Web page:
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|Title:||The Hidden Politics of Voting Policy Retrenchment and the Future of the Voting Rights Act|
|Authors:||Gray, Cody Justin Kirmil|
Voting Rights Act
|Publisher:||Princeton, NJ : Princeton University|
|Abstract:||This Dissertation explains the gradual erosion of the Voting Rights Act through an examination of the subterranean political battles that took place within the Justice Department, the courts, Congress, and the States between 1965 and 2013. It then looks to the future of the Voting Rights Act and offers legal and legislative strategies that could rehabilitate the statute’s framework and aims. Its central goal is to reveal like never before the hidden politics of voting policy “retrenchment.” Retrenchment refers to the efforts of opponents to reverse, blunt, or erode a policy commitment. Though scholars have come to view retrenchment as a distinctive political process focused on “blame avoidance,” rather than “credit claiming,” our understanding of this concept is still in its infancy. This Dissertation stretches our knowledge of retrenchment in three distinct ways. First, unlike prior research—which has focused nearly exclusively on conservative opposition to the distribution of benefits under programs stemming from the American welfare state—it ventures into an unexplored realm: that of civil rights generally, and the Voting Rights Act in particular. Second, this Dissertation’s examination of retrenchment efforts in each political arena is far more granular than previous studies. For instance, it drills down to the legal doctrine at issue, and explains how the policy commitments encapsulated in that doctrine were progressively weakened over forty years. Third, this Dissertation is far more rigorous in its investigation of how the political dynamics of one arena can mediate retrenchment efforts in others. Specifically, it employs an original dataset consisting of every case litigated by the Civil Rights Division’s Voting Section to show how Congress, the president, and regulated parties impact retrenchment at the Department of Justice. This Dissertation teaches that retrenchment must be understood as a multi-faceted phenomenon that occurs throughout the government ecosystem. It also instructs that the nature and form of the policy at stake are crucial to determining where retrenchment will predominate. Finally, it suggests that our definition of “retrenchment,” and the typology of methods for accomplishing it, must expand beyond their current boundaries.|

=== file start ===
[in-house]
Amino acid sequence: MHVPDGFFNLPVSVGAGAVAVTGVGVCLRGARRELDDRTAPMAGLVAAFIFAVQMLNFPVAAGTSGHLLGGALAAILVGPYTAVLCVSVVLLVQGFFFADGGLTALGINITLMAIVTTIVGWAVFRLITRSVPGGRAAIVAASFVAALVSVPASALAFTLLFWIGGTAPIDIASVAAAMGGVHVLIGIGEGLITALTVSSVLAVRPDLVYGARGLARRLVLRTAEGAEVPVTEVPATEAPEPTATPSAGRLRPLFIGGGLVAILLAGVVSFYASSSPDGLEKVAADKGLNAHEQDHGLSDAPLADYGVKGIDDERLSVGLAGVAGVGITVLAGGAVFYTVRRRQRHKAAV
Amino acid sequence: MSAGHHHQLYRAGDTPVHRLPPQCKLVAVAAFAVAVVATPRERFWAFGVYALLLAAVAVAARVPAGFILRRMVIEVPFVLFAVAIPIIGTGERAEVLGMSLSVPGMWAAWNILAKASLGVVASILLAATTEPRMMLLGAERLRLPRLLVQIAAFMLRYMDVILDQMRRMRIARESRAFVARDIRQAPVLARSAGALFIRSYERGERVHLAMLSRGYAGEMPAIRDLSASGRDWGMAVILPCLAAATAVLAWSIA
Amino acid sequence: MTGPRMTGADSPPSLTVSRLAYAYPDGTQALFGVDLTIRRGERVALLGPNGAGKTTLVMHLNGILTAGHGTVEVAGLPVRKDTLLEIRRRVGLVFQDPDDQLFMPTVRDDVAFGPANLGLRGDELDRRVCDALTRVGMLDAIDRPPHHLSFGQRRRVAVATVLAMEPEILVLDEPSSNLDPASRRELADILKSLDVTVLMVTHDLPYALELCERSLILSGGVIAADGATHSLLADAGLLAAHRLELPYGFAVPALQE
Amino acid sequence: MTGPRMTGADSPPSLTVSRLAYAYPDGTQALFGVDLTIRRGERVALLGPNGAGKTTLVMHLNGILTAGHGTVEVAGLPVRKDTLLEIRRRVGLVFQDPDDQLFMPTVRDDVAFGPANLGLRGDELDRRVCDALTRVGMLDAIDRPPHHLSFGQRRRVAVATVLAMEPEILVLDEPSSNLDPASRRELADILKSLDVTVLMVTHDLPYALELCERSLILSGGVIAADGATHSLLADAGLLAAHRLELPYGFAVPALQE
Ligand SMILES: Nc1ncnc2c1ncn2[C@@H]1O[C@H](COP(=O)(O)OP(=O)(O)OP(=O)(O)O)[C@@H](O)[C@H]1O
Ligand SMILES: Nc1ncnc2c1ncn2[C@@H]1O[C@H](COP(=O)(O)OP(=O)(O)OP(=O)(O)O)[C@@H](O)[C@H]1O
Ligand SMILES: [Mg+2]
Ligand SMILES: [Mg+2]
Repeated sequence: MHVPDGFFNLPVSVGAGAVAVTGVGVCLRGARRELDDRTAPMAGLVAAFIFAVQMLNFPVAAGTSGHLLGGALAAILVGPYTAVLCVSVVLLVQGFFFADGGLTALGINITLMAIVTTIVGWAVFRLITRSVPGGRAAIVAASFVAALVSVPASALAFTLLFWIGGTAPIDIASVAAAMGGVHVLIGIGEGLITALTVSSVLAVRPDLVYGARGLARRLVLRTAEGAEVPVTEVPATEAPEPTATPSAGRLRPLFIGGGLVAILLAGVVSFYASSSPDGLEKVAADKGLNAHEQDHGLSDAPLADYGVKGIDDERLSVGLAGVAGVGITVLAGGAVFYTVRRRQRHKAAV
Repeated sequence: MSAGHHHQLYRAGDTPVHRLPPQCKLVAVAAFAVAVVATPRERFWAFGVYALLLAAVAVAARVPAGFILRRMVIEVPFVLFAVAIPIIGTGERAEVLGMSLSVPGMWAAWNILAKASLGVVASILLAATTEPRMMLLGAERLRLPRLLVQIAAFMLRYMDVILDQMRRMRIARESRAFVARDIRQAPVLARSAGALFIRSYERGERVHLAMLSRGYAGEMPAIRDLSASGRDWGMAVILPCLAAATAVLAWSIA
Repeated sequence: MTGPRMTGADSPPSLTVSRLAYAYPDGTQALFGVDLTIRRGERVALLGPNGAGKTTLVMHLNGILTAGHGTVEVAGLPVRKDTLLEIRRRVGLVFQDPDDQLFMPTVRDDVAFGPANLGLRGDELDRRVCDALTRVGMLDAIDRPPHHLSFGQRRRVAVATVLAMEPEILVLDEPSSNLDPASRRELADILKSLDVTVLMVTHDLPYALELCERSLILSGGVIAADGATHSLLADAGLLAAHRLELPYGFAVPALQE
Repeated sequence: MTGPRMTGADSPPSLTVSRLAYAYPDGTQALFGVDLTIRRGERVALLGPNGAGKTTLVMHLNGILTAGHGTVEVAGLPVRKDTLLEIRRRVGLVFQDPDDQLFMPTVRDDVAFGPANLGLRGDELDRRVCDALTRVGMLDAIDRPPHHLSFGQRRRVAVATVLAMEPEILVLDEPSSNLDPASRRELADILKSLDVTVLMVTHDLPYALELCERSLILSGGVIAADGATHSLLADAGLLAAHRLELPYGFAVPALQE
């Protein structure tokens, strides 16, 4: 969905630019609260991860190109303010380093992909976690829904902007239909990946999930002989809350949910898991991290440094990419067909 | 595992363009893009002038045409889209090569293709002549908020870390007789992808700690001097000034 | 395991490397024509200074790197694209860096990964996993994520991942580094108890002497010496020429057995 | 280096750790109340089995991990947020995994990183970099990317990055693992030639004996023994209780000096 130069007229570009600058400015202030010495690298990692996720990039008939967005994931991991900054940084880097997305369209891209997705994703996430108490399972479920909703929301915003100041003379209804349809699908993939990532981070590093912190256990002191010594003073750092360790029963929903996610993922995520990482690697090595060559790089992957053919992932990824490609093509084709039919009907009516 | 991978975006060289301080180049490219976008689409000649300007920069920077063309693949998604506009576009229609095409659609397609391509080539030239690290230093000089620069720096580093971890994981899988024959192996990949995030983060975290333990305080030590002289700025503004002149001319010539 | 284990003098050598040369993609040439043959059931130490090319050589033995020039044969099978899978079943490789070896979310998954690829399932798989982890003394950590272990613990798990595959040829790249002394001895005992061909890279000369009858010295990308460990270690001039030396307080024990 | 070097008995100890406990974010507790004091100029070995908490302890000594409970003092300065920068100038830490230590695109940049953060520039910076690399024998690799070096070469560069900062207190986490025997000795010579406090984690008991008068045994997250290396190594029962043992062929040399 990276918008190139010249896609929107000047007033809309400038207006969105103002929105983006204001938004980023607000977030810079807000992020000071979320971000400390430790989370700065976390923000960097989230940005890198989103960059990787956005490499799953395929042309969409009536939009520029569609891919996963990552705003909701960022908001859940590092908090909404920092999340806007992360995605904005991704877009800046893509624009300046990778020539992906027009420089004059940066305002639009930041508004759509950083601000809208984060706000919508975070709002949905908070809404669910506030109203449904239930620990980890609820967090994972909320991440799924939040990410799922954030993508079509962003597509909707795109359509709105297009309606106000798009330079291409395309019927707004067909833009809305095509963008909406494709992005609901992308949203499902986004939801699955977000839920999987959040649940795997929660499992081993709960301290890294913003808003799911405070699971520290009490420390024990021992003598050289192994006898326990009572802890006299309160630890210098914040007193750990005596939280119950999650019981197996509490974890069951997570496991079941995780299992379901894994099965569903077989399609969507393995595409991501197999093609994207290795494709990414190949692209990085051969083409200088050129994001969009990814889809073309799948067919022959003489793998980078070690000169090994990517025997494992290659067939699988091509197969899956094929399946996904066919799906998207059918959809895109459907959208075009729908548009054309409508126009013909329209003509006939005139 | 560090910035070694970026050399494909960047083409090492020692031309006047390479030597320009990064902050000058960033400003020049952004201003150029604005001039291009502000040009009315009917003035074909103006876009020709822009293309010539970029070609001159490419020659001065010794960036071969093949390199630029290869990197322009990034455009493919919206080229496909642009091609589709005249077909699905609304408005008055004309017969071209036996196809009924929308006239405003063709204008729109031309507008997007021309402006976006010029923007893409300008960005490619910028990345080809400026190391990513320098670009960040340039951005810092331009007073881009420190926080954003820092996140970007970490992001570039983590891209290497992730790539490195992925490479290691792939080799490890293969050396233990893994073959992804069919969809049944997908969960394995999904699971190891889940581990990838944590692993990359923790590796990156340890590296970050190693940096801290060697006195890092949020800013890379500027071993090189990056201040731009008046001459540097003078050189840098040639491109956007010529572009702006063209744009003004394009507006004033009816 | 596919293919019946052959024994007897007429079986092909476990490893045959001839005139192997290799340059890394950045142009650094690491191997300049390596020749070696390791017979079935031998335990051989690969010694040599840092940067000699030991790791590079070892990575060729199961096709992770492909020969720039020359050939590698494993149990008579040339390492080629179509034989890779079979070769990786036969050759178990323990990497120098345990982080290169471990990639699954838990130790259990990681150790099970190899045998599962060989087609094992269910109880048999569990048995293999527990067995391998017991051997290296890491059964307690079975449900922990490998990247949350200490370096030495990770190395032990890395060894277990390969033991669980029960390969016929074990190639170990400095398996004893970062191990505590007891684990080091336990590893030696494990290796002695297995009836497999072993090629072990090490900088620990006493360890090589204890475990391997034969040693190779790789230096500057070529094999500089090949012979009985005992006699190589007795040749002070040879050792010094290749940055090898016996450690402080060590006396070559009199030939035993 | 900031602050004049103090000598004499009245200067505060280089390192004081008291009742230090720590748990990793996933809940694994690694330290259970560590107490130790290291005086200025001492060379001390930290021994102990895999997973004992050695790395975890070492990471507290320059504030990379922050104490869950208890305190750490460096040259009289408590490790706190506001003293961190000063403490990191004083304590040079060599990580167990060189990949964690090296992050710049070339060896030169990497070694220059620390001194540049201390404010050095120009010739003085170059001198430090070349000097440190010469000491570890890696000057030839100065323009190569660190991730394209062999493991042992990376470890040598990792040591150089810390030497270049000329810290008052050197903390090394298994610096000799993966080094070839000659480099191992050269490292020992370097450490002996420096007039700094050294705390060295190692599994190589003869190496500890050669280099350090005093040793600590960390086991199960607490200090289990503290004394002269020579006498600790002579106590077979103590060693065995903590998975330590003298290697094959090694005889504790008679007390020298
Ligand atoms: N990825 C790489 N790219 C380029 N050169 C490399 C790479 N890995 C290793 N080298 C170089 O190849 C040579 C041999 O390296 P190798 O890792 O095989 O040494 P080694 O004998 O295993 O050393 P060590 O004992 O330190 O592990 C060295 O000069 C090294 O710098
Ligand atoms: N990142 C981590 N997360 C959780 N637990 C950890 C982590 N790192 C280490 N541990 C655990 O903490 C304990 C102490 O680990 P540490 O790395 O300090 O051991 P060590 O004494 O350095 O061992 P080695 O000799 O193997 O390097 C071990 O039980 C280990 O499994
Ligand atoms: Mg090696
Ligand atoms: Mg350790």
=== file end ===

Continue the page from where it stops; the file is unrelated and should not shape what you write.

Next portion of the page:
|Alternate format:||The Mudd Manuscript Library retains one bound copy of each dissertation. Search for these copies in the library's main catalog|
|Type of Material:||Academic dissertations (Ph.D.)|
|Appears in Collections:||Politics|
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